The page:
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Neck Strain in Children: Care Instructions

Your Care Instructions

Your child has strained the muscles and ligaments in their neck. A sudden, awkward movement can strain the neck. This often occurs with falls or car crashes or during certain sports. Everyday activities like using a computer or sleeping can also cause neck strain if they force the neck to be in an awkward position for a long time.

It is common for neck pain to get worse for a day or two after an injury, but it should start to feel better after that. Your child may have more pain and stiffness for several days before it gets better. This is expected. It may take a few weeks or longer for it to heal completely. Good home treatment can help your child get better faster and avoid future neck problems.

Follow-up care is a key part of your child's treatment and safety. Be sure to make and go to all appointments, and call your doctor or nurse advice line (811 in most provinces and territories) if your child is having problems. It's also a good idea to know your child's test results and keep a list of the medicines your child takes.

How can you care for your child at home?

  • Try heat or ice, whichever feels better. Apply it for 10 to 20 minutes at a time, several times a day. Put a thin cloth between the heat or ice and your child's skin. You might also try switching between heat and ice.
  • Be safe with medicines. Read and follow all instructions on the label.
    • If your child is not taking a prescription pain medicine, ask your doctor if your child can take an over-the-counter medicine.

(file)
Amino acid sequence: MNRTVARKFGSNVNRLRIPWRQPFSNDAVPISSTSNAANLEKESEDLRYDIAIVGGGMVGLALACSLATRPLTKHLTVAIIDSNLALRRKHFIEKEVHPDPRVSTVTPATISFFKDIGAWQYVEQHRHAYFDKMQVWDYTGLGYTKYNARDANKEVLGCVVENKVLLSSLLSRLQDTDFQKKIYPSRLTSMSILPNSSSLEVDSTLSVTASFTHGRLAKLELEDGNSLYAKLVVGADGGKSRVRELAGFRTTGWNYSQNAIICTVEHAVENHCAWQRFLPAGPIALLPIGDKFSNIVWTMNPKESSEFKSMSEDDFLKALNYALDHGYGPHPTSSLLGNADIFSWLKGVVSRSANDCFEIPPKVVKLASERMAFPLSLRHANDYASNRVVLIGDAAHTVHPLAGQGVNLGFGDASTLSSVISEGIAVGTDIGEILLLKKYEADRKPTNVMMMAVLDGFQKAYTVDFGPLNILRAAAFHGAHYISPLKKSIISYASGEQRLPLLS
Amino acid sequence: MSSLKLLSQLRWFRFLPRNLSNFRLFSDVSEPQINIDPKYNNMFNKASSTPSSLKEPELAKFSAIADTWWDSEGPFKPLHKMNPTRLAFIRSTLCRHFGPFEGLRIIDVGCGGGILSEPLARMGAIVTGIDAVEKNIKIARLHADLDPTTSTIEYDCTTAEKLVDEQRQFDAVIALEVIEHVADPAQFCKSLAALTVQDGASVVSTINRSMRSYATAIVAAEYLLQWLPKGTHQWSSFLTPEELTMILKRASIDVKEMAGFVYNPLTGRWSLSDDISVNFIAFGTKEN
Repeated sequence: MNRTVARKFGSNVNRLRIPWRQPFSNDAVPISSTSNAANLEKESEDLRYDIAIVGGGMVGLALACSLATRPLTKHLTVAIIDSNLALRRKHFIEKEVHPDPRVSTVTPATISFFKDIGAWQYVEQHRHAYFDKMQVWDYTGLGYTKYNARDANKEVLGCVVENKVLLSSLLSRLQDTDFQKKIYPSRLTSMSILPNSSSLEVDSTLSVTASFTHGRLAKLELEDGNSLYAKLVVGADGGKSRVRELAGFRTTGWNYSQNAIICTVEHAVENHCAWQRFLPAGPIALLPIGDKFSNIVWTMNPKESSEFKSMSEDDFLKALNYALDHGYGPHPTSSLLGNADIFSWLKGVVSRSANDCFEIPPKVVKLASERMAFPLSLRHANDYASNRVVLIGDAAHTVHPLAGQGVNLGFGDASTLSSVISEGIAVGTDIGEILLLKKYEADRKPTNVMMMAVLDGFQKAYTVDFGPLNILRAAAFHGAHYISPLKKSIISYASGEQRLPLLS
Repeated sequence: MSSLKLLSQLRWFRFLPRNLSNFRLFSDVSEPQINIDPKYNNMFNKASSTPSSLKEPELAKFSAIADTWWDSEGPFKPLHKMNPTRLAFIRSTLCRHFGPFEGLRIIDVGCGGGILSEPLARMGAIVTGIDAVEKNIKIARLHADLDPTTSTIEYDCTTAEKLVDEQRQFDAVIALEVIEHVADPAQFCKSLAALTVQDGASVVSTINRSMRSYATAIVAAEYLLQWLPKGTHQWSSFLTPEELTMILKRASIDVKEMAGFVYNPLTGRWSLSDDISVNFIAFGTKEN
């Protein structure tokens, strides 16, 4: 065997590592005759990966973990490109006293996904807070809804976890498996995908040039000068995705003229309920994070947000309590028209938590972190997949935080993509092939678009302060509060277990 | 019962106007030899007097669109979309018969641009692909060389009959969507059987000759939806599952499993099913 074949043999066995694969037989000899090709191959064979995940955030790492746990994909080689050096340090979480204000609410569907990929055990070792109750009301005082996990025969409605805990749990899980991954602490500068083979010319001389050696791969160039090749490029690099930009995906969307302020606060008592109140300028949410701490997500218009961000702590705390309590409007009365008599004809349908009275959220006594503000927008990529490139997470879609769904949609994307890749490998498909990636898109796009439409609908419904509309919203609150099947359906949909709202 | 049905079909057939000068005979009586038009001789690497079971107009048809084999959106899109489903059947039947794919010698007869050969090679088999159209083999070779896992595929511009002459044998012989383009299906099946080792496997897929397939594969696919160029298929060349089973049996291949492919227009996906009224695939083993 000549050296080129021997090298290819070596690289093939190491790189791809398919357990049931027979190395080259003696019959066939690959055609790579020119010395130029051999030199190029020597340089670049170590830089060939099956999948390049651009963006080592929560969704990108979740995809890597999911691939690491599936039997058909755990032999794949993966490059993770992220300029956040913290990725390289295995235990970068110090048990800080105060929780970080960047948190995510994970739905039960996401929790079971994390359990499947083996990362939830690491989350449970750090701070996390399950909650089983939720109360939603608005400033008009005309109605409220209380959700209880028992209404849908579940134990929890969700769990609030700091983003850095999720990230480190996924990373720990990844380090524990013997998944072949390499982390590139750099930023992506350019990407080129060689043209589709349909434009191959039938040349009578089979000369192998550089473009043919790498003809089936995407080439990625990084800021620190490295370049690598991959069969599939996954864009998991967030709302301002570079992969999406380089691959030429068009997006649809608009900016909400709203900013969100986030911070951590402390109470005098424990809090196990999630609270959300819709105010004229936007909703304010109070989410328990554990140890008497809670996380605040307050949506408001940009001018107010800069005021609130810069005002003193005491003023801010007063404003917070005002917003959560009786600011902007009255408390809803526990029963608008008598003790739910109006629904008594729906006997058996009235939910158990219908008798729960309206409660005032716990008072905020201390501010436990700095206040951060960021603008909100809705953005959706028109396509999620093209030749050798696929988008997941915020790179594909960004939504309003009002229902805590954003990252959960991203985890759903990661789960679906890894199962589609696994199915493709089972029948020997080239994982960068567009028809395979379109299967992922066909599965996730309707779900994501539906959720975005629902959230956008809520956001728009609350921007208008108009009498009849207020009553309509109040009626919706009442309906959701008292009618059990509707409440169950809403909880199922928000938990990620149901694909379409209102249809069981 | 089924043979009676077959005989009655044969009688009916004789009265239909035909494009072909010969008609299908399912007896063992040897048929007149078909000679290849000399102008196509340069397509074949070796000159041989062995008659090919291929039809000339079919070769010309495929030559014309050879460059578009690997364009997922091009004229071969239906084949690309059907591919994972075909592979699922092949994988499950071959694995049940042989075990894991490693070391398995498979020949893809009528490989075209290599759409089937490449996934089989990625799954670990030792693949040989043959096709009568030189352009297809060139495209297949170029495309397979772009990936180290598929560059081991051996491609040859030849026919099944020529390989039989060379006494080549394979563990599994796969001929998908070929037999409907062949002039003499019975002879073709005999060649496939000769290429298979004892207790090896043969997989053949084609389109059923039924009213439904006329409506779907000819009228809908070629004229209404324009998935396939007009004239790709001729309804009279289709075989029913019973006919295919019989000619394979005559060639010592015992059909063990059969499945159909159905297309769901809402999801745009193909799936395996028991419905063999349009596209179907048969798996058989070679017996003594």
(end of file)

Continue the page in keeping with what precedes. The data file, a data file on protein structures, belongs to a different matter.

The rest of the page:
• If the doctor gave your child a prescription medicine for pain, give it as prescribed.
    • Store your child's prescription pain medicines where no one else can get to them. When your child is done using them, dispose of them quickly and safely. Your local pharmacy or hospital may have a drop-off site.
  • Gently rub the area to relieve pain and help with blood flow. Do not massage the area if your child says that it hurts to do so.
  • Help your child to not do anything that makes the pain worse. Have your child take it easy for a couple of days. Your child can do usual activities if they do not hurt their neck or put it at risk for more stress or injury.
  • Have your child try sleeping on a special neck pillow. Place it under the neck, not under the head. Placing a tightly rolled towel under your child's neck while they sleep will also work. If your child uses a neck pillow or rolled towel, do not let them use another pillow at the same time.
  • To prevent future neck pain, have your child do exercises to stretch and strengthen the neck and back. Teach your child to use a good posture, safe lifting techniques, and proper body mechanics.

When should you call for help?

Call 911 anytime you think your child may need emergency care. For example, call if:

  • Your child is unable to move an arm or a leg at all.

Call your doctor or nurse advice line now or seek immediate medical care if:

  • Your child has new or worse symptoms in his or her arms, legs, chest, belly, or buttocks. Symptoms may include:
    • Numbness or tingling.
    • Weakness.
    • Pain.
  • Your child loses bladder or bowel control.

Watch closely for changes in your child's health, and be sure to contact your doctor or nurse advice line if:

  • Your child is not getting better as expected.

Where can you learn more?

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Care instructions adapted under license by your healthcare professional. If you have questions about a medical condition or this instruction, always ask your healthcare professional. Healthwise, Incorporated disclaims any warranty or liability for your use of this information.